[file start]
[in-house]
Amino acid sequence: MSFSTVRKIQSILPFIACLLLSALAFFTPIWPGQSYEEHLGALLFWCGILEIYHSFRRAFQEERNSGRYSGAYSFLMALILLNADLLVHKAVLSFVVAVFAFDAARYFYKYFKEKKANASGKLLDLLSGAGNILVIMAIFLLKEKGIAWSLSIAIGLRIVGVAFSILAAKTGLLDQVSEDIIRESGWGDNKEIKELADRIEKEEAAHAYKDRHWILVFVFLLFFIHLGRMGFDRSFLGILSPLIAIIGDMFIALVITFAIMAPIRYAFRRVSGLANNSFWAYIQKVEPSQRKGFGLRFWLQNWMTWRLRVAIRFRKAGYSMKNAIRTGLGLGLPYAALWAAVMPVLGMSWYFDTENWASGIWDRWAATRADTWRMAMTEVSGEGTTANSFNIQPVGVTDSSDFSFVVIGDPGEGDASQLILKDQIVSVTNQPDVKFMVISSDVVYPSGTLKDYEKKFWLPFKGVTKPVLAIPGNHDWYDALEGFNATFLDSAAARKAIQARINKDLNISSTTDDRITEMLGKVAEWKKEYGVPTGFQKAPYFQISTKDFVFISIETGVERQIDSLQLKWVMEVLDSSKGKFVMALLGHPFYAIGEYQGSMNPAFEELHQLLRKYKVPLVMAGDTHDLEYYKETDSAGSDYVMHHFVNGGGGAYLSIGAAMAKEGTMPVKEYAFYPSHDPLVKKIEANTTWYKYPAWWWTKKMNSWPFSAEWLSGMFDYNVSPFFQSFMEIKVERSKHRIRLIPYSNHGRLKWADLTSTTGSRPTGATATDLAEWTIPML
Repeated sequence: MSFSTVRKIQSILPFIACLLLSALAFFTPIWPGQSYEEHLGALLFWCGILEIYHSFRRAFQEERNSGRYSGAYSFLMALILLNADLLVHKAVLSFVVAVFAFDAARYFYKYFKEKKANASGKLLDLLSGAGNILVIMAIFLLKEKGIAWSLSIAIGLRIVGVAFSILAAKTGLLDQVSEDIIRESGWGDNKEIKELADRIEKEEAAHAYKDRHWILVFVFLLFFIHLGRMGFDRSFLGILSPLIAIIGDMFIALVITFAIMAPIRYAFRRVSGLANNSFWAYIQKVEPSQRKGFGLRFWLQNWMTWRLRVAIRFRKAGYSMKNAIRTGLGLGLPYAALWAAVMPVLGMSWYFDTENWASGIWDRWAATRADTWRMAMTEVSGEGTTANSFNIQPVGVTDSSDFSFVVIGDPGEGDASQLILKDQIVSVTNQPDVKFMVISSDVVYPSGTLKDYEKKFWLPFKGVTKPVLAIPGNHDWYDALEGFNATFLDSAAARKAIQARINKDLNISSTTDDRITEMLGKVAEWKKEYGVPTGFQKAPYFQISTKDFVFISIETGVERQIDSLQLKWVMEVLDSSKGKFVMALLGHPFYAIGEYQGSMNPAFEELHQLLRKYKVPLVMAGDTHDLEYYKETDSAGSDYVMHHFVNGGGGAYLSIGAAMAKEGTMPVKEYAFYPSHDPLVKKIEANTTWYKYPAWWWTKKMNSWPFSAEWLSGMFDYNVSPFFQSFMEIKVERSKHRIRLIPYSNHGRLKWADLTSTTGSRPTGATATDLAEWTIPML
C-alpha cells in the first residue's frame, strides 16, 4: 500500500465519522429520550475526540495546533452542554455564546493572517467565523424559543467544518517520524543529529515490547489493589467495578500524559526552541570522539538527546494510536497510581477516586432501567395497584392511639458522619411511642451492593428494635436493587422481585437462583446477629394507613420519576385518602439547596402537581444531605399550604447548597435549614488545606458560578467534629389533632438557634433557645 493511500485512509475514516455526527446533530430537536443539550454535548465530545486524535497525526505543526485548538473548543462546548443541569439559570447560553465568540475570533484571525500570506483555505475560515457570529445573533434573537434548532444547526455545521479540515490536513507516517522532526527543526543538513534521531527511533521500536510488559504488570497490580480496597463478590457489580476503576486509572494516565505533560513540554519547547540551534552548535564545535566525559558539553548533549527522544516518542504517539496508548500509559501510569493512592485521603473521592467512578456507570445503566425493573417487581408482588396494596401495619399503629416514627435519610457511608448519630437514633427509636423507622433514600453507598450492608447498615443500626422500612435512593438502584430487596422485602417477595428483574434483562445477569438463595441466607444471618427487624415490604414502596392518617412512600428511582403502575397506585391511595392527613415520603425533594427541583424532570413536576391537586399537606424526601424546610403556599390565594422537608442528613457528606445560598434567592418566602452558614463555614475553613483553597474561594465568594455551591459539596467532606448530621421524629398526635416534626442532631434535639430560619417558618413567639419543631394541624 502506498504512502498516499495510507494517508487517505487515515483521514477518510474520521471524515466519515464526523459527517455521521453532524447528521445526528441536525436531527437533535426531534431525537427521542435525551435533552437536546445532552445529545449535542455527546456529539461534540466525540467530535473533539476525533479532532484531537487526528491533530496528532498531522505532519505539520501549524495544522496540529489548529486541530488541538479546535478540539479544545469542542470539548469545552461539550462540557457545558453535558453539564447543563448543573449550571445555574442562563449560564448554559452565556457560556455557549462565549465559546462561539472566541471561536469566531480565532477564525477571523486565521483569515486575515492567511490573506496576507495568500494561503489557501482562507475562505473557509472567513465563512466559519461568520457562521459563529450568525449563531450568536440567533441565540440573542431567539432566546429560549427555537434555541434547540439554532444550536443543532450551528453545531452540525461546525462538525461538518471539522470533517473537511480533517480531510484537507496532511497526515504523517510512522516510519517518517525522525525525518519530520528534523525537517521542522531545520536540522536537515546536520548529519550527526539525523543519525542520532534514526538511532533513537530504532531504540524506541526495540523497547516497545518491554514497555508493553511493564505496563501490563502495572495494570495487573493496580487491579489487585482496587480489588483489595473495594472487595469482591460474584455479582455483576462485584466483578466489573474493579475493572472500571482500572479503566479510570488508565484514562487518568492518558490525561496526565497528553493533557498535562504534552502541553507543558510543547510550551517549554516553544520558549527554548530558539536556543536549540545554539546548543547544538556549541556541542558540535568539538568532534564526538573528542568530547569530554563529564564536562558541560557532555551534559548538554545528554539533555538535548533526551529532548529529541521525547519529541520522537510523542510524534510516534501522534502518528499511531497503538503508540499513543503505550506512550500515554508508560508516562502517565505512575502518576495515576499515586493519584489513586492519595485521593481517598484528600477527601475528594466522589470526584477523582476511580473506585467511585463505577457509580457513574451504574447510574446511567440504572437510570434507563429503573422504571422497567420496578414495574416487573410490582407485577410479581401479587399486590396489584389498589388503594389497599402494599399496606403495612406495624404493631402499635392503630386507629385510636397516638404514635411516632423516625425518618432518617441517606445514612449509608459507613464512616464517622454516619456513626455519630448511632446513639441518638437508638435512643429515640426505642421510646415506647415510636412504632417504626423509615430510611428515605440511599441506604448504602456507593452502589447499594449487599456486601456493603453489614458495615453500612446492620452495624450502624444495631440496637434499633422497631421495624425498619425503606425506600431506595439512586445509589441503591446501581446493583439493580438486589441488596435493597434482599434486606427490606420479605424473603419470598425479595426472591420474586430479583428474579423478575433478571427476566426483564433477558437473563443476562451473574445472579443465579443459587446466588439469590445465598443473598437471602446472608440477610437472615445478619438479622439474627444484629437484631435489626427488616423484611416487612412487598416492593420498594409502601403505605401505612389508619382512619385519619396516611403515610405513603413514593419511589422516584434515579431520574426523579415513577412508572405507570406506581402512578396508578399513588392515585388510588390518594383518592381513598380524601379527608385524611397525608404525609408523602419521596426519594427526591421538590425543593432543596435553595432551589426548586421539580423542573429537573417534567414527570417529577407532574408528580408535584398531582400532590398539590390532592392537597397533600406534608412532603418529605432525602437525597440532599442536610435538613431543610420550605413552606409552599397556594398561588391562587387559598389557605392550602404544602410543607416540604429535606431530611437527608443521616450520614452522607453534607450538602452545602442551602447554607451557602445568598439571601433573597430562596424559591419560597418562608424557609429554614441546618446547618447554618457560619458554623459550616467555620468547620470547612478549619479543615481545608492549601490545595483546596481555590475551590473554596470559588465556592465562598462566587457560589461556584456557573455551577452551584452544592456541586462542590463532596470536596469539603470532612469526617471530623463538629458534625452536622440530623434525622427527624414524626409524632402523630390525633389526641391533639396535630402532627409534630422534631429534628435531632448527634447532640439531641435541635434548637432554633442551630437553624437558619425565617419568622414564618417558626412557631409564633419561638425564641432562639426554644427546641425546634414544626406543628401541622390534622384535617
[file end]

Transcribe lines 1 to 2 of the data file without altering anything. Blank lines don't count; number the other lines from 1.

[in-house]
Amino acid sequence: MSFSTVRKIQSILPFIACLLLSALAFFTPIWPGQSYEEHLGALLFWCGILEIYHSFRRAFQEERNSGRYSGAYSFLMALILLNADLLVHKAVLSFVVAVFAFDAARYFYKYFKEKKANASGKLLDLLSGAGNILVIMAIFLLKEKGIAWSLSIAIGLRIVGVAFSILAAKTGLLDQVSEDIIRESGWGDNKEIKELADRIEKEEAAHAYKDRHWILVFVFLLFFIHLGRMGFDRSFLGILSPLIAIIGDMFIALVITFAIMAPIRYAFRRVSGLANNSFWAYIQKVEPSQRKGFGLRFWLQNWMTWRLRVAIRFRKAGYSMKNAIRTGLGLGLPYAALWAAVMPVLGMSWYFDTENWASGIWDRWAATRADTWRMAMTEVSGEGTTANSFNIQPVGVTDSSDFSFVVIGDPGEGDASQLILKDQIVSVTNQPDVKFMVISSDVVYPSGTLKDYEKKFWLPFKGVTKPVLAIPGNHDWYDALEGFNATFLDSAAARKAIQARINKDLNISSTTDDRITEMLGKVAEWKKEYGVPTGFQKAPYFQISTKDFVFISIETGVERQIDSLQLKWVMEVLDSSKGKFVMALLGHPFYAIGEYQGSMNPAFEELHQLLRKYKVPLVMAGDTHDLEYYKETDSAGSDYVMHHFVNGGGGAYLSIGAAMAKEGTMPVKEYAFYPSHDPLVKKIEANTTWYKYPAWWWTKKMNSWPFSAEWLSGMFDYNVSPFFQSFMEIKVERSKHRIRLIPYSNHGRLKWADLTSTTGSRPTGATATDLAEWTIPML